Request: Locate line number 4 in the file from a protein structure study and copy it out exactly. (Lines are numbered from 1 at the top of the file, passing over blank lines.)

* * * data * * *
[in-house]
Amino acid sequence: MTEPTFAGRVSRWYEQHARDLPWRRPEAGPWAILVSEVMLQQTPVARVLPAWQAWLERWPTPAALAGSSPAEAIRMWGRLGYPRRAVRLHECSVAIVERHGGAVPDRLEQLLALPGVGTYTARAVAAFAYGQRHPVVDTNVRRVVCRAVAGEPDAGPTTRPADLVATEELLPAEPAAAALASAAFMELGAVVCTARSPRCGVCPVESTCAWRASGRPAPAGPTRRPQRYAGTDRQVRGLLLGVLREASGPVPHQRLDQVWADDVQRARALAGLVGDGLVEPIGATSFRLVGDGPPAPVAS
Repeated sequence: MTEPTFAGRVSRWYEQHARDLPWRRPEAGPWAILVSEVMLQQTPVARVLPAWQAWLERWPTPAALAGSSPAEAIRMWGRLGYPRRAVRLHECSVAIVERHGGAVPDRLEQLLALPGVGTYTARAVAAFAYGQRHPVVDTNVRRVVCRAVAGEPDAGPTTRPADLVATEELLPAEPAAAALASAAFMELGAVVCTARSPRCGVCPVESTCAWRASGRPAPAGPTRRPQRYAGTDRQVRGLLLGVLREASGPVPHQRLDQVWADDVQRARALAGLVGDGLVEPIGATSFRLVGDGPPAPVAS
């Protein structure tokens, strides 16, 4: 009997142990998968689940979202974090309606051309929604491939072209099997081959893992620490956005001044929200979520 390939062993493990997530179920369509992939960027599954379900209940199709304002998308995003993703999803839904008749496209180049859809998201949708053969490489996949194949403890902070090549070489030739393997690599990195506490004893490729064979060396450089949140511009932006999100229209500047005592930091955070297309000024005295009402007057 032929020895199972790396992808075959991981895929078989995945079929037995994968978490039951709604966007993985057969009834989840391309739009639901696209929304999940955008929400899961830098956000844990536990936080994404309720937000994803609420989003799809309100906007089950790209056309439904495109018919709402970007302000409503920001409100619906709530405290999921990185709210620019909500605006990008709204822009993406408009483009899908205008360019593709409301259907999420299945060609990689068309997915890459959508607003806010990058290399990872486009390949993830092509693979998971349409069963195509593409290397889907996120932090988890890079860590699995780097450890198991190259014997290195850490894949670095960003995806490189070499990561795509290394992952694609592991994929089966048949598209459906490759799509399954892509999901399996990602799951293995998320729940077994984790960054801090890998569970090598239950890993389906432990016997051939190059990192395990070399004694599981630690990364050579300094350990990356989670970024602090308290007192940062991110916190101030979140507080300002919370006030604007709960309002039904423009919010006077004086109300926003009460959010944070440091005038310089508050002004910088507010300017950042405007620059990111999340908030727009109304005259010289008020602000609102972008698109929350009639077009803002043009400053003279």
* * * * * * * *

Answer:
């Protein structure tokens, strides 16, 4: 009997142990998968689940979202974090309606051309929604491939072209099997081959893992620490956005001044929200979520 390939062993493990997530179920369509992939960027599954379900209940199709304002998308995003993703999803839904008749496209180049859809998201949708053969490489996949194949403890902070090549070489030739393997690599990195506490004893490729064979060396450089949140511009932006999100229209500047005592930091955070297309000024005295009402007057 032929020895199972790396992808075959991981895929078989995945079929037995994968978490039951709604966007993985057969009834989840391309739009639901696209929304999940955008929400899961830098956000844990536990936080994404309720937000994803609420989003799809309100906007089950790209056309439904495109018919709402970007302000409503920001409100619906709530405290999921990185709210620019909500605006990008709204822009993406408009483009899908205008360019593709409301259907999420299945060609990689068309997915890459959508607003806010990058290399990872486009390949993830092509693979998971349409069963195509593409290397889907996120932090988890890079860590699995780097450890198991190259014997290195850490894949670095960003995806490189070499990561795509290394992952694609592991994929089966048949598209459906490759799509399954892509999901399996990602799951293995998320729940077994984790960054801090890998569970090598239950890993389906432990016997051939190059990192395990070399004694599981630690990364050579300094350990990356989670970024602090308290007192940062991110916190101030979140507080300002919370006030604007709960309002039904423009919010006077004086109300926003009460959010944070440091005038310089508050002004910088507010300017950042405007620059990111999340908030727009109304005259010289008020602000609102972008698109929350009639077009803002043009400053003279």